I wouldn't have picked this series out on my own without help from my friend Kate, but she knows me well and I absolutely loved it! Dylan Moran (of Shaun Of The Dead fame) plays a very neurotic, people-hating, constantly inebriated, and no-so friendly book store owner who's best friends with the next door shop owner Tamsin Greig (American's might know her from Episodes on Showtime) and his reluctantly hired employee Bill Bailey who he belittles at every given opportunity. You might think that three people hanging out in an Indie bookstore can't get into much trouble, but think again! Through all three series I continually laughed (and found more than just a passing similarity between Dylan's character and myself-well, except for the excessive drinking that is). It is definitely not a "PC" comedy, but I'm from the 80's, before there was such a thing as political correctness, so I wasn't offended.
Max Beesley, one of my top five hottest British actors (and former piano man for Robbie Williams) plays a young OB doctor who starts his medical career in a maternity ward of a hospital who's patient care is constantly being interfered with by the administration. It really sheds the light on the problems in the National Health System (and, as a medical employee, also is very reminiscent of the American health services). Also starring Keith Allen (you you might know from the BBC Robin Hood as the Sherrif or otherwise as singer Lily Allen's father) as his senior, womanizing, sometimes consultant. This show is extremely graphic (who-ha's figure prominently and they spare no gore with births) and Max's sexual exploits with a married nurse are borderline soft porn, but the many shots of his naked bum make it all worth while. This is two series, both of which keep you glued to your seat, but the Finale show you could probably skip since it is definitely not the ending I would have liked.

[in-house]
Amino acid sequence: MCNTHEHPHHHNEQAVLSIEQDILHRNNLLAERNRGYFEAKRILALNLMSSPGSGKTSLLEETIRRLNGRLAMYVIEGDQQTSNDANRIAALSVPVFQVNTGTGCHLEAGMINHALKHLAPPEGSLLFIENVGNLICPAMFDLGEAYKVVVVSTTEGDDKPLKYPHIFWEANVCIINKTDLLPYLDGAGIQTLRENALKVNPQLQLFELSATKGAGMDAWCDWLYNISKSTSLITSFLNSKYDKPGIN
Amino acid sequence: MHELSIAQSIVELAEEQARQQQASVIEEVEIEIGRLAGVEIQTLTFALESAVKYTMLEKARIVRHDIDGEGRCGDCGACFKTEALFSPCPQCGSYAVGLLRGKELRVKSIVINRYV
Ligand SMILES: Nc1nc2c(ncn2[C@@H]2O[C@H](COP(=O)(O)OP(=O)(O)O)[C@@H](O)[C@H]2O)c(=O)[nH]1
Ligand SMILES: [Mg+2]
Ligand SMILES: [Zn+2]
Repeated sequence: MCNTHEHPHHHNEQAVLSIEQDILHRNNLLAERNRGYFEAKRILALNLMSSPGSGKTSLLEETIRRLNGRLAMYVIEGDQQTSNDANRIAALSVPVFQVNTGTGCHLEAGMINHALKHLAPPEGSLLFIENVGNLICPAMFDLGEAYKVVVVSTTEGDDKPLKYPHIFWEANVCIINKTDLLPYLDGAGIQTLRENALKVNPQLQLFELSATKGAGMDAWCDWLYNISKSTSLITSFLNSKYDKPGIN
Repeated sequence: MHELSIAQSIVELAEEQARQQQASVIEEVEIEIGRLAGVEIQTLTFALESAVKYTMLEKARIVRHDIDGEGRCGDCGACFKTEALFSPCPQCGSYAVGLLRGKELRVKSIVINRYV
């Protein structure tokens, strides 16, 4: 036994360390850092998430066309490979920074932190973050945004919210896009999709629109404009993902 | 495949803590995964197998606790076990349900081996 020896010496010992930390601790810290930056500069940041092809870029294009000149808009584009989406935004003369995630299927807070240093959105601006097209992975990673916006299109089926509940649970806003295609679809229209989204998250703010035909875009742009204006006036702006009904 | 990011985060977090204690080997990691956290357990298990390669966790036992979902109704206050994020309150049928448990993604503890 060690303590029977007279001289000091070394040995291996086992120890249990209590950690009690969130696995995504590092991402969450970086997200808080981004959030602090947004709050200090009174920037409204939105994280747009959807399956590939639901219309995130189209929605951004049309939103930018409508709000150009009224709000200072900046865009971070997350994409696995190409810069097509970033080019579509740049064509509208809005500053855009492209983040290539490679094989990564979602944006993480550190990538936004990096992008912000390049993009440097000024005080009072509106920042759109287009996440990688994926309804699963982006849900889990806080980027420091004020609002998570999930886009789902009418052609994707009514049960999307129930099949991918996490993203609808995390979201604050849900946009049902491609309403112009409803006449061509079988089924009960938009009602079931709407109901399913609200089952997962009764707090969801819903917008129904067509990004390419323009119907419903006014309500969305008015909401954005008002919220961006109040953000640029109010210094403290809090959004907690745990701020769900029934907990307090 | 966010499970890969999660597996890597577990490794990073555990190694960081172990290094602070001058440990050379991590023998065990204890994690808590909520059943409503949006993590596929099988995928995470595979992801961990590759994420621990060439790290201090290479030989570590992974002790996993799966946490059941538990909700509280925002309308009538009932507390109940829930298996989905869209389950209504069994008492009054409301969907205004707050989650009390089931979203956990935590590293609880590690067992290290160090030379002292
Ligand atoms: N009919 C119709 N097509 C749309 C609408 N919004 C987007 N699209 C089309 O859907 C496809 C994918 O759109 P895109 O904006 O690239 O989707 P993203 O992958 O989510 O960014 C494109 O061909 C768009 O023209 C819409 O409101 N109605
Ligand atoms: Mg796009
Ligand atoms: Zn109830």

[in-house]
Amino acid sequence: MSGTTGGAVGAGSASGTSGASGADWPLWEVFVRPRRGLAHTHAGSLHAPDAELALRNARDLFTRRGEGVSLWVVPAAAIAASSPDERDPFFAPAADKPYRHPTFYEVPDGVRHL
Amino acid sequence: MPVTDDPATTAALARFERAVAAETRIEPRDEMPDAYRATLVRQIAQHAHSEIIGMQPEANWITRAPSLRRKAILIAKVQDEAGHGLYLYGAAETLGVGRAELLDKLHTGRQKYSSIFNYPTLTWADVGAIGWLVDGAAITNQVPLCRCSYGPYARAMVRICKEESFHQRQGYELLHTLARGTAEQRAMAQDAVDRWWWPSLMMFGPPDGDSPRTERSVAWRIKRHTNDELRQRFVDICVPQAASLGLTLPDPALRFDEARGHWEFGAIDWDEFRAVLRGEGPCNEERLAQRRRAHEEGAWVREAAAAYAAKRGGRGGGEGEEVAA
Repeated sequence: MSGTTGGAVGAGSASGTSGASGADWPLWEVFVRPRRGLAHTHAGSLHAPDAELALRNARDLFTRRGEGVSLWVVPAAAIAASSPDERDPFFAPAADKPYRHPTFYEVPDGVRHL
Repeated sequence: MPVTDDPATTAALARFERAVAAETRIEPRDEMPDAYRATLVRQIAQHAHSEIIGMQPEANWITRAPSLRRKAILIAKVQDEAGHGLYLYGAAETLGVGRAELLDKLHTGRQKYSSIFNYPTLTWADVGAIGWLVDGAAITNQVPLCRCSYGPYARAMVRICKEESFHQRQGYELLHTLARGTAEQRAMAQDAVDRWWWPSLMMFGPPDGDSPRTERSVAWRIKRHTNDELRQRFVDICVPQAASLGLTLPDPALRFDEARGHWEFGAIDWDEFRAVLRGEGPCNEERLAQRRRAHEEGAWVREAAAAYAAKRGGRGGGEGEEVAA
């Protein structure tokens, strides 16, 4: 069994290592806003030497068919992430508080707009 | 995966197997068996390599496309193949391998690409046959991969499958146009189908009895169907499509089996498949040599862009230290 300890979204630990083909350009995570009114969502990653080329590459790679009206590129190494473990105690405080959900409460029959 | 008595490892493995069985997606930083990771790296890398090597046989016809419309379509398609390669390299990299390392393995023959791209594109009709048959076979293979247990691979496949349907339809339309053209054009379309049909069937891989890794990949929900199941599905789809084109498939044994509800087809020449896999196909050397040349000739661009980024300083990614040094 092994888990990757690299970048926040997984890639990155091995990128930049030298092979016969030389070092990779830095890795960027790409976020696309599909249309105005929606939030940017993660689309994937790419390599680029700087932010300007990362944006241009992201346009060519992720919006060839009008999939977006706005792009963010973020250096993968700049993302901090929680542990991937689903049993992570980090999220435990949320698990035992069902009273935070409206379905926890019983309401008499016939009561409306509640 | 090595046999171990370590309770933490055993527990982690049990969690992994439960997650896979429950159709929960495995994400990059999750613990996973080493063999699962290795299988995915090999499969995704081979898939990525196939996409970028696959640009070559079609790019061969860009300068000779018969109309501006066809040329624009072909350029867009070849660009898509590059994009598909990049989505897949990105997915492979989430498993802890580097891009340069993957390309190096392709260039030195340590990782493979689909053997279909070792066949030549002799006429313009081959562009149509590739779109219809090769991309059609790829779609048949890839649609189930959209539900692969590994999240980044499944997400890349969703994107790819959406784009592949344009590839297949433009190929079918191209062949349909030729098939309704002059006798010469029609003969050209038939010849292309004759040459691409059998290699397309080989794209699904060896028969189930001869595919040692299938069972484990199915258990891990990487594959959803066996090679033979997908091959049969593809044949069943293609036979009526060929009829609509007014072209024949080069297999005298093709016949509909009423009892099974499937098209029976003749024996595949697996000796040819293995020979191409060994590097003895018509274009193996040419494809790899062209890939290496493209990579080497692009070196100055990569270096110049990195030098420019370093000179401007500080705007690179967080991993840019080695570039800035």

There are several honorable "B" mentions:
Bonekickers - pre-Downton Abbey Hugh Bonneville at his finest. This show bombed and only lasted one series, but I absolutely loved it! It was about a group of archaeologists who always managed to get into Indiana Jones type situations, solving history's mysteries and failing to keep their personal lives from intertwining.
Bob & Rose - a very controversial comedy about a gay man played by Alan Davies, who ends up falling in love with a straight woman. Created by Russell T. Davies (of Doctor Who and Queer As Folk fame), it also lasted only one series, but was very heartwarming none the less (and I'm not just saying that because I absolutely adore Alan Davies!).
The Body Farm - the only show I gave a review of on Amazon.uk after several very undeserved negative reviews. A spin-off of one of my "W" submissions, it's about a group of pathologists and anthropologists using their "Body Farm" to solve modern day crimes with the police (another Keith Allen role). Quite a good guest list on this show as well! Sadly, there was only one series.
Bad Girls - If anyone would have told me I would enjoy a show about a women's prison, I would have laughed in their face, but enjoy I did! The storylines were fantastic, sometimes sad, sometimes maddening, but never dull. It not only dealt with the prisoner side of life, but the guards and wardens as well.
Blue Murder - One of the first British cop shows I watched starring Caroline Quentin (who manages to be in several of my favorites). It's about a police detective recently abandoned by her cheating husband and trying to handle her unruly children, life after her failed marriage, sexism from her colleagues, and a strong attraction to her partner. Good stuff.
That's it for "B" (I warned you it was a big one)! Any "B" shows you can recommend? I'm all ears!